Hot Cuisine America's unique processing environment produces restaurant-quality foods in a pharmaceutical-like environment, taking culinary competence to an industrial level.
Walking into the Hot Cuisine America plant, it would not seem as though you are entering an environment geared around food production at all. Prior to entering the processing area, employees don rubber boots, lab coats, disposable gloves, hairnets and beard covers. They then walk through an automatic boot washer and hand sanitizer unit before entering the plant.
Hot Cuisine America, Inc., a division of the $3.5 billion Belgian Univeg Group, is the only U.S. plant in the food giant's "convenience" business unit. Construction on the Swedesboro, NJ facility started in the summer of 2007 and the plant was operational by January 2008. The plant focuses on convenience foods – high quality fresh prepared meals and meal components for retail and food service.
"Our U.S. plant takes advantage of 25 years of knowledge and experience from our overseas facilities, taking all the best attributes and combining them into one plant," says Chris Rosica, Operations Manager at the 90,000 sq. ft. Hot Cuisine America facility.
The Swedesboro facility thrives on the growing U.S. demand for ready-to-eat meal solutions. The plant focuses on producing several premium private label products each day, with a total repertoire of over 30 different products, including some seasonal specials around the holidays. Products range from full meals such as chicken marsala and spaghetti and meatballs to sides such as green beans, baked apples and mashed potatoes.
The convenience foods business is strong, but product demand varies with the time of year, explains Rosica. "For example, from January to around April, many people have set goals to lose weight, and thus shift their buying habits towards products specifically labeled as lower calorie."
But Hot Cuisine is not phased by such trends, as their focus is on "naturally" produced products, with no added preservatives, artificial colors, stabilizers, sweeteners or flavors. The plant's unique production process makes this possible.
Sanitary production process
A popular filling method in the food industry is hot filling, where containers are filled at process temperature (hot) in order to insure the sterility of the container and product during and after the filling process. One disadvantage to such a process, however, is that hot filled products must have a higher sauce to particle ratio than Hot Cuisine would like in order to achieve the "homemade" look they strive for with their products.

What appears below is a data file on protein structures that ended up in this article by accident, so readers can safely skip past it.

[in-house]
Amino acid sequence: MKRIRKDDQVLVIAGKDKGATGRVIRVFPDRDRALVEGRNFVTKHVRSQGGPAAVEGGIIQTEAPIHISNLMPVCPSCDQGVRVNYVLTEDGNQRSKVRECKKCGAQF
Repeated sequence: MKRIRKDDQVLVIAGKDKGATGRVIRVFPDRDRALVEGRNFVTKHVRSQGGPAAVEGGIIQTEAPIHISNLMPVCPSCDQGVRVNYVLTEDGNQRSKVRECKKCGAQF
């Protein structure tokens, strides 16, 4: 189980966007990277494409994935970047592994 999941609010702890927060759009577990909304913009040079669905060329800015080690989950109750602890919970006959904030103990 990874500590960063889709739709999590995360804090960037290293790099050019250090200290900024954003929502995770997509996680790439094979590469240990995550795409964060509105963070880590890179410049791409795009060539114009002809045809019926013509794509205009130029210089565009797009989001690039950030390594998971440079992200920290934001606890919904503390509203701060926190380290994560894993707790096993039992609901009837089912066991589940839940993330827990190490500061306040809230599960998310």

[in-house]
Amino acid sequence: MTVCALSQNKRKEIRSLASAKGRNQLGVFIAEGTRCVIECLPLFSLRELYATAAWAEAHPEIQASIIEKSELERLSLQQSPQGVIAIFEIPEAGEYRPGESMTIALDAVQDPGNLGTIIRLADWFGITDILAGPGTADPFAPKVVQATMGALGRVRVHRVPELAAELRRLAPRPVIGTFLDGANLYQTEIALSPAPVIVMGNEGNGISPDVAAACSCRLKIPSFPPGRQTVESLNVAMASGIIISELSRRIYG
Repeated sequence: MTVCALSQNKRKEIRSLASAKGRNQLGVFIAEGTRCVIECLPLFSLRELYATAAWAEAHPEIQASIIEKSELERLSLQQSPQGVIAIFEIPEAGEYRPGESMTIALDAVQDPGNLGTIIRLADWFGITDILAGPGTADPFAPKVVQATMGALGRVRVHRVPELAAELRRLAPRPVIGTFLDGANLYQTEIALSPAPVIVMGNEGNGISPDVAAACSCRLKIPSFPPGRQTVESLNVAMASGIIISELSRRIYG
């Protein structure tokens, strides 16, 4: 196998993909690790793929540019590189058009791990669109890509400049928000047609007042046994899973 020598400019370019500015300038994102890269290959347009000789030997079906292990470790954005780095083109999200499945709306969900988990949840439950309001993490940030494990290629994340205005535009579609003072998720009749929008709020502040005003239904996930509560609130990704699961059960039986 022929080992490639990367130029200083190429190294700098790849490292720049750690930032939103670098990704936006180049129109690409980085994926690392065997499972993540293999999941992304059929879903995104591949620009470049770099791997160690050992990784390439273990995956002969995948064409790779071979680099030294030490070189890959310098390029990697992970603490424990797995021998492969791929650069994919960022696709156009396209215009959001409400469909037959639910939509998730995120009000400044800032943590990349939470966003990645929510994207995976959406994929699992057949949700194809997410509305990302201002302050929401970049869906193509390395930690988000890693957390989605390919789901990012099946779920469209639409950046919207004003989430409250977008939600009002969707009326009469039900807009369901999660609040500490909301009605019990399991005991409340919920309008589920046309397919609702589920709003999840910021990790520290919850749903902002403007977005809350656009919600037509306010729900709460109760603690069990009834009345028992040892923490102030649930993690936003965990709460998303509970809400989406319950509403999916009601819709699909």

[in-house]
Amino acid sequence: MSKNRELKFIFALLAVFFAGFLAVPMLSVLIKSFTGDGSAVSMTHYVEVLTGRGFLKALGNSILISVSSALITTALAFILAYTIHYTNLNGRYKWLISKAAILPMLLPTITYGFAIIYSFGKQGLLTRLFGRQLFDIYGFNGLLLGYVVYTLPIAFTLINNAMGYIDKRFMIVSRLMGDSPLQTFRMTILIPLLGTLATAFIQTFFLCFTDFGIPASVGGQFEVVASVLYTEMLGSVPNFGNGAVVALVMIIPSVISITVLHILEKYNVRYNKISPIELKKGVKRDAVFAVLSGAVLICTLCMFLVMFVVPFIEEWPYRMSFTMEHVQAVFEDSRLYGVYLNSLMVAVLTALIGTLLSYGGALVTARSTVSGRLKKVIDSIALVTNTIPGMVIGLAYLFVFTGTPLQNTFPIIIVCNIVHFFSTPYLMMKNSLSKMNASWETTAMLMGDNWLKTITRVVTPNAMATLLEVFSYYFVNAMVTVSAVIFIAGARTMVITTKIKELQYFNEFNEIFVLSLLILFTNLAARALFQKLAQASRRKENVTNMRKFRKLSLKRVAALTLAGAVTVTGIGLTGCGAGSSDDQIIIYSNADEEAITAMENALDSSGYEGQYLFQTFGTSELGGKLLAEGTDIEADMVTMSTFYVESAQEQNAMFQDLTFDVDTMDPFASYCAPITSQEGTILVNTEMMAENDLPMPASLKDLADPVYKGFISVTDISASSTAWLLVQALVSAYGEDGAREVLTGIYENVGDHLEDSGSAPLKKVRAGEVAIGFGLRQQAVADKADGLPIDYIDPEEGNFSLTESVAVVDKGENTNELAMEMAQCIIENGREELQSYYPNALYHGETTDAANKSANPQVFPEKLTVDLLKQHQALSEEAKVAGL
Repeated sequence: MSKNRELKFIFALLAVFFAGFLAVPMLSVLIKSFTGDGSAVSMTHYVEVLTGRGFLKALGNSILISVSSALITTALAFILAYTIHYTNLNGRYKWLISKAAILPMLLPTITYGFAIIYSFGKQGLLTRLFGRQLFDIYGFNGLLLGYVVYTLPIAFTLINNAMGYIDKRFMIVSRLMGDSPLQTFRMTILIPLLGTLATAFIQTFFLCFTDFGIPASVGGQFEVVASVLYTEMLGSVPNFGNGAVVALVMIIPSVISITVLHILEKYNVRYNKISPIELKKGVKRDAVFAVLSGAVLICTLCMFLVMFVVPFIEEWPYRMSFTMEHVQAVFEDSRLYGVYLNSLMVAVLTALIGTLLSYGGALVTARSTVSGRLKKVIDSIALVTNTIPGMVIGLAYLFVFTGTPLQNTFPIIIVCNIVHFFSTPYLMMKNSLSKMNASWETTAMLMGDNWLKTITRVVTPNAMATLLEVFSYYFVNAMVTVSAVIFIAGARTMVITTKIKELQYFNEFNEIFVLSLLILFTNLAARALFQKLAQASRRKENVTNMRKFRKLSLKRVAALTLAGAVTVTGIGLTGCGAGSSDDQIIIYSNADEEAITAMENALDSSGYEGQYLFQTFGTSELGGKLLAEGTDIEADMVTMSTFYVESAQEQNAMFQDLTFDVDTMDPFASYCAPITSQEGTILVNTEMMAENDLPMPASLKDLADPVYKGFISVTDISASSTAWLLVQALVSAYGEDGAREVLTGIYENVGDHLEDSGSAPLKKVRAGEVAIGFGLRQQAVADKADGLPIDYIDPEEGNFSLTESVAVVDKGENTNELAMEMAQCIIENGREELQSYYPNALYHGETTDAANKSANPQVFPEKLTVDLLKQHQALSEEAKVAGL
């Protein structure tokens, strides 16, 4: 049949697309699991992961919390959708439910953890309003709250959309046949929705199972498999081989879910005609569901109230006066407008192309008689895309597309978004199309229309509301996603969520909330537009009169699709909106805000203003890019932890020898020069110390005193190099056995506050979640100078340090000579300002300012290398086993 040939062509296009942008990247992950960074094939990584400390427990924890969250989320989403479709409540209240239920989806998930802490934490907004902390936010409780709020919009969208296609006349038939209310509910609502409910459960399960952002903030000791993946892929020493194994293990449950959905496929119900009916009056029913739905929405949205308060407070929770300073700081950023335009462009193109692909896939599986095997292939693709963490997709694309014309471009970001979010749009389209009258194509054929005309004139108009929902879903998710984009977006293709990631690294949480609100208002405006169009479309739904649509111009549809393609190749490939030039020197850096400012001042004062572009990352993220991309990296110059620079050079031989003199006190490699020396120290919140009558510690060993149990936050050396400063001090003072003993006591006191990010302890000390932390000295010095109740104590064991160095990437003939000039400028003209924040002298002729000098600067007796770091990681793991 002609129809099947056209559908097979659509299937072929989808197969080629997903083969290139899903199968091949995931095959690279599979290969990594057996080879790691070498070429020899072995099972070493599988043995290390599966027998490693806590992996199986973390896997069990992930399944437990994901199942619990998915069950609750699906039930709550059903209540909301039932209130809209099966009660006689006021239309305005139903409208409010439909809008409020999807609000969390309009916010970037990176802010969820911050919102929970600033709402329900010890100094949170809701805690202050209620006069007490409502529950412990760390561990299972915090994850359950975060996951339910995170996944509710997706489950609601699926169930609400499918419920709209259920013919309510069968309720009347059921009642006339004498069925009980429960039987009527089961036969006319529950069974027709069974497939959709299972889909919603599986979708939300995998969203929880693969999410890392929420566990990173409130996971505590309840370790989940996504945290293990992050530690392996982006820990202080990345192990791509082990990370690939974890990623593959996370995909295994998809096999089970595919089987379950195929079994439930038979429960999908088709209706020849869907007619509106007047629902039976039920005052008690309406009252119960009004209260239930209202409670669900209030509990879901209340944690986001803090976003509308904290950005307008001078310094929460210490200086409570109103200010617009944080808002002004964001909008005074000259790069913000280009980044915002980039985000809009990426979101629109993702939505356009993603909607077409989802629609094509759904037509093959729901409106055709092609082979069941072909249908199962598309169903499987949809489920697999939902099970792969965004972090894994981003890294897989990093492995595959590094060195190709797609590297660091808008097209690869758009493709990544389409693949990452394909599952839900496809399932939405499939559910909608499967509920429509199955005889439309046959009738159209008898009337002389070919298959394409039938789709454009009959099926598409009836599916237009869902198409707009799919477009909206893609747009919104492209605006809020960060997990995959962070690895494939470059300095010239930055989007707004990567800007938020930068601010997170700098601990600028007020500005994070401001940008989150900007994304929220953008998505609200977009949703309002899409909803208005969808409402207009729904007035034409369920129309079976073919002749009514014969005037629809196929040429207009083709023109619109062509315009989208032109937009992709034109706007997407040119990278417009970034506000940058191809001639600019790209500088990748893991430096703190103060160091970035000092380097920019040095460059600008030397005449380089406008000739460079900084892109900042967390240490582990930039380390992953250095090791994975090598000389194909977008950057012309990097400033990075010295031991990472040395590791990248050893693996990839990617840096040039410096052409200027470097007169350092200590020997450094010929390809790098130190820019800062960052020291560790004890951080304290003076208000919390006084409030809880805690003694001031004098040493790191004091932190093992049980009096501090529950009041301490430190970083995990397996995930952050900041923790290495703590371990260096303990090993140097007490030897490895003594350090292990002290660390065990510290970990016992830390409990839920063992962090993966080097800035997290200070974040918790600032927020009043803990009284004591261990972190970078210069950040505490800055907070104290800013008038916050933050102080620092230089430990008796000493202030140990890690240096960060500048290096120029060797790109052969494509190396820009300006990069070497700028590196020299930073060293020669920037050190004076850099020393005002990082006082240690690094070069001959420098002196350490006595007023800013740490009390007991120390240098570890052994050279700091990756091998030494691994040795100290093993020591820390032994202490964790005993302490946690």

In order to maintain product safety, Hot Cuisine has a pharmaceutical-like clean room in their processing plant. After containers are filled with products, they are manually placed on trays and racked, and then pushed through airlocked double doors into the clean room. The products and containers are then pasteurized together, sealed and cooled.
The clean room has sterile air and all employees wear disposable uniforms and must go through a separate boot wash station to enter. Uniforms are blue, whereas the rest of the plant wears white, in order to have visual proof that all workers in the clean room have changed their clothing prior to entering the area.
One should not be deceived by the scientific precision of the clean room however, as Hot Cuisine's products are far from laboratory-created. The plant has several experienced, classically trained culinary chefs onsite, who not only develop the recipes, but actually make all of the food that comes out of the plant.
In the kitchen, the chefs create the meals in small runs – usually 1-4 batches per product. The process is done manually, rather than driven by computers with stored recipes, due to the batch-to-batch variability that comes with using natural ingredients.
"We depend on our chef's culinary experience with scientific measurement as a second check.A chef tastes each batch in a controlled small kitchen before it is released to production," says Rosica.
Ingredients are prepped, weighed and organized into bins by the chefs the day before they are processed. This "kitting" process, a function of Just-in-Time and Lean manufacturing, allows much of the calculating to be done ahead of time, in order to better plan out the process and eliminate wasted inventory.
The NJ-facility was also designed with high efficiency utilities in mind. Knowing that utilities – such as gas, electric, water - can represent more than ten percent of a plant's costs, choosing the right equipment for the job was important.
"When your electric bill is equivalent to that of 100 homes, you have to take utilities into consideration when building the plant," says Rosica.
The facility uses two Miura steam boilers to drive machinery, heat the building and generate hot water for sanitation within the plant. The boilers are able to produce full steam output within five minutes from a cold start, rather than taking hours to power up. In addition, the two boilers are wired together, enabling them to work in tandem, and turn on and off as necessary, rather than being powered on all day. This equates to a large savings in electric and natural gas for the plant, as well as reduced wear and tear on the boilers.
Hot Cuisine America's unique approach to processing – a balance between sterile cleanliness and restaurant-style cooking – has helped them to be a reliable partner in the convenience foods market. Plans to expand their already diverse product line and continue to purchase highly efficient equipment, promises a continuing commitment to product quality and a loyal customer base.